on March 1, 2002
Sienkeiwicz weaves a masterful tale of early Christian experience during the reign of the Emperor Nero. While the facts relating to this novel are wrapped around a love story, this novel is really a witness to the power of conversion to Christ; particularly when such a conversion could easily meet with death.
Sts. Peter and Paul appear as characters in this novel. The author's attention to detail is obvious from the very beginning. He makes the depravity of Nero come to life without making an obvious gross caricature of the man. I found the author's portrayal of the Augustan court in a time when Rome is ruled by a tyrant who has obvious self-control and self-esteem issues quite fascinating.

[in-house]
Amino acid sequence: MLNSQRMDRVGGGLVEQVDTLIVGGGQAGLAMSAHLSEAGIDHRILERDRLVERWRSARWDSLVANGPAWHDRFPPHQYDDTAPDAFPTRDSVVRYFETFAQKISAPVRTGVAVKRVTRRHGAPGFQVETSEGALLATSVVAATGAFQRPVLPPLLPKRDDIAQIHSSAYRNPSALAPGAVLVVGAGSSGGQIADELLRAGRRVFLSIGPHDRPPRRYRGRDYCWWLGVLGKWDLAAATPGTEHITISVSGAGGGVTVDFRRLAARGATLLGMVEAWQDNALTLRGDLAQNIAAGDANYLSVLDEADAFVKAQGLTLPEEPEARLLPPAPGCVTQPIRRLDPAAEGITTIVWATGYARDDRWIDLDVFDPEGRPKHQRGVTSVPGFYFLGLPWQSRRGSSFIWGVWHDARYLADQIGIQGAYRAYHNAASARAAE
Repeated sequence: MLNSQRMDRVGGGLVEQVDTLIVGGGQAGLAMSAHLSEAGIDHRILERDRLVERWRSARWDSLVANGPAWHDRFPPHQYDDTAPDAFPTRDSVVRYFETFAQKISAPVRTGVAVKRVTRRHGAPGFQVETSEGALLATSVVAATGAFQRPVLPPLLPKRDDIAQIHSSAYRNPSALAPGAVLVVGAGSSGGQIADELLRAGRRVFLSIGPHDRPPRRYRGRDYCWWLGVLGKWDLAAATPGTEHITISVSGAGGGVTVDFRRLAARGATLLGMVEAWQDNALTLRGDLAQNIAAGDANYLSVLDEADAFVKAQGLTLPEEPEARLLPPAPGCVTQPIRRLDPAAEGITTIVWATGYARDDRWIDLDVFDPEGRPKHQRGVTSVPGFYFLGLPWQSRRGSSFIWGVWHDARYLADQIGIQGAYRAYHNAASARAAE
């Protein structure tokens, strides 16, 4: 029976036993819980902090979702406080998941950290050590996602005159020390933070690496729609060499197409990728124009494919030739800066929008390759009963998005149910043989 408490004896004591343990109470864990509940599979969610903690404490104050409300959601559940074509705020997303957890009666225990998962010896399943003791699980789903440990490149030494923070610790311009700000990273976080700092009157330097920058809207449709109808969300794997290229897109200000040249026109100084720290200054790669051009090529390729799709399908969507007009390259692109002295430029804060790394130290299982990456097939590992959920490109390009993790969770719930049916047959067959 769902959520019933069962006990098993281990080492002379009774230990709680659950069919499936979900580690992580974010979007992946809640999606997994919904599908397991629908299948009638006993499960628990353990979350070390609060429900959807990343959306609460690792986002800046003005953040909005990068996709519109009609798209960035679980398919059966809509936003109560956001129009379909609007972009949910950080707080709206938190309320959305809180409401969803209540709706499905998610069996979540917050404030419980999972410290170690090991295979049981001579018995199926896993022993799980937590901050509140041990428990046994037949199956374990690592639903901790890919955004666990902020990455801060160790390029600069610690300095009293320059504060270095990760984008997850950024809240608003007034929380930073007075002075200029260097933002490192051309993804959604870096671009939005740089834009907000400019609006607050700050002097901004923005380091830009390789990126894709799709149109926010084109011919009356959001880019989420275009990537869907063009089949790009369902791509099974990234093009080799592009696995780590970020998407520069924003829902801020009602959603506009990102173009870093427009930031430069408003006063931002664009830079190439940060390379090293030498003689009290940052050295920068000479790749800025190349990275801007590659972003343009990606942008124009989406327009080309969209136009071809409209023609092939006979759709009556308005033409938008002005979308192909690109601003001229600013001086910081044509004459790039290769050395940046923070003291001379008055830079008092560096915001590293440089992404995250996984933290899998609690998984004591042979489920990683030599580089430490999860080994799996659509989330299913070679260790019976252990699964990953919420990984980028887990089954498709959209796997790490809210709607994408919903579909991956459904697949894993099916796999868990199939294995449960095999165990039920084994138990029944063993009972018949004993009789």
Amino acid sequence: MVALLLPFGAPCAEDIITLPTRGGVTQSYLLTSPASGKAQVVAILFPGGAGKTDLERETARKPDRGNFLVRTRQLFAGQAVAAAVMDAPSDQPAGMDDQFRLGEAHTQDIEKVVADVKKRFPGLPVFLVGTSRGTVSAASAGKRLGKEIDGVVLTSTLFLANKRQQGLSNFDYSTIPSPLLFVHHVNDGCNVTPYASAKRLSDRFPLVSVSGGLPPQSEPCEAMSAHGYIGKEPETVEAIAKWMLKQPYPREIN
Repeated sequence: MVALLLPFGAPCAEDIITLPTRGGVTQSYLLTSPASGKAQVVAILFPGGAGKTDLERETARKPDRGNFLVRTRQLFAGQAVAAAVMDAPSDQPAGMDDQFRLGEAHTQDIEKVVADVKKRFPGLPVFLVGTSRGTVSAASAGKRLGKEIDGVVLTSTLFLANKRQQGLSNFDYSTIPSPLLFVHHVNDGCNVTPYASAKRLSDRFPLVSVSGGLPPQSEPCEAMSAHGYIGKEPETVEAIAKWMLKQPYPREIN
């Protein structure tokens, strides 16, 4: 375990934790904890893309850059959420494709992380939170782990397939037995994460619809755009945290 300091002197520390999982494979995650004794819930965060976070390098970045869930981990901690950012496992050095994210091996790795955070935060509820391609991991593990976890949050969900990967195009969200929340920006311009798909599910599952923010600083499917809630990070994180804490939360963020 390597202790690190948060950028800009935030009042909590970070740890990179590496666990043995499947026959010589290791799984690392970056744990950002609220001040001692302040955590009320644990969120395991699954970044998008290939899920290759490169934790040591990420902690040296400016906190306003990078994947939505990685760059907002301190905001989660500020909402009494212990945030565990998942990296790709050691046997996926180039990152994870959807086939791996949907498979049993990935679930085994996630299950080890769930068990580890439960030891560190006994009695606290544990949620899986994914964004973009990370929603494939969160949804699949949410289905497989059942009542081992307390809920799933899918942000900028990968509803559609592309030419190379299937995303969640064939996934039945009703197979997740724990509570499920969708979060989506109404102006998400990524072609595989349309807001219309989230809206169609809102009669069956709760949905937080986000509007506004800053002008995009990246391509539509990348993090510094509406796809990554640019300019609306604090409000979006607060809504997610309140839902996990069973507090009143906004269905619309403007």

In sum, this novel is a great bit of historical fiction. The story flows quite naturally and does not diverge into several "hard to follow" story lines. Rather, Sienkiewicz keeps the reader enthralled from beginning to end with this witness to Christian faith. This novel is, in short, inspiring.
on August 28, 2001